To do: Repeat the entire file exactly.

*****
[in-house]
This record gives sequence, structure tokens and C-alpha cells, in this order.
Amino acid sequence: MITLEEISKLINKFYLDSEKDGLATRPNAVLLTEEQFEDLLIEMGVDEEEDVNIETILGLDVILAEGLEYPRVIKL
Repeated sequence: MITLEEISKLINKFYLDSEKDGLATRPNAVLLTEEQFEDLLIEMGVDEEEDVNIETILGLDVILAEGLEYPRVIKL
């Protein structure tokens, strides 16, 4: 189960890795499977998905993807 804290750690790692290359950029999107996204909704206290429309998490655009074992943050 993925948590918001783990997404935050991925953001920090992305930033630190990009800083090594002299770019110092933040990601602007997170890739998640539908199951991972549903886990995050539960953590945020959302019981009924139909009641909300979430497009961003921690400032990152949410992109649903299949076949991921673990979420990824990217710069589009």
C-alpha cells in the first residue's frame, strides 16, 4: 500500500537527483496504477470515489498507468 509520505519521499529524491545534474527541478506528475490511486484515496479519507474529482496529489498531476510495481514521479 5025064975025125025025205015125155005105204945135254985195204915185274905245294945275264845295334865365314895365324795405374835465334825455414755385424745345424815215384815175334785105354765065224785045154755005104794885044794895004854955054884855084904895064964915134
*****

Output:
[in-house]
This record gives sequence, structure tokens and C-alpha cells, in this order.
Amino acid sequence: MITLEEISKLINKFYLDSEKDGLATRPNAVLLTEEQFEDLLIEMGVDEEEDVNIETILGLDVILAEGLEYPRVIKL
Repeated sequence: MITLEEISKLINKFYLDSEKDGLATRPNAVLLTEEQFEDLLIEMGVDEEEDVNIETILGLDVILAEGLEYPRVIKL
């Protein structure tokens, strides 16, 4: 189960890795499977998905993807 804290750690790692290359950029999107996204909704206290429309998490655009074992943050 993925948590918001783990997404935050991925953001920090992305930033630190990009800083090594002299770019110092933040990601602007997170890739998640539908199951991972549903886990995050539960953590945020959302019981009924139909009641909300979430497009961003921690400032990152949410992109649903299949076949991921673990979420990824990217710069589009």
C-alpha cells in the first residue's frame, strides 16, 4: 500500500537527483496504477470515489498507468 509520505519521499529524491545534474527541478506528475490511486484515496479519507474529482496529489498531476510495481514521479 5025064975025125025025205015125155005105204945135254985195204915185274905245294945275264845295334865365314895365324795405374835465334825455414755385424745345424815215384815175334785105354765065224785045154755005104794885044794895004854955054884855084904895064964915134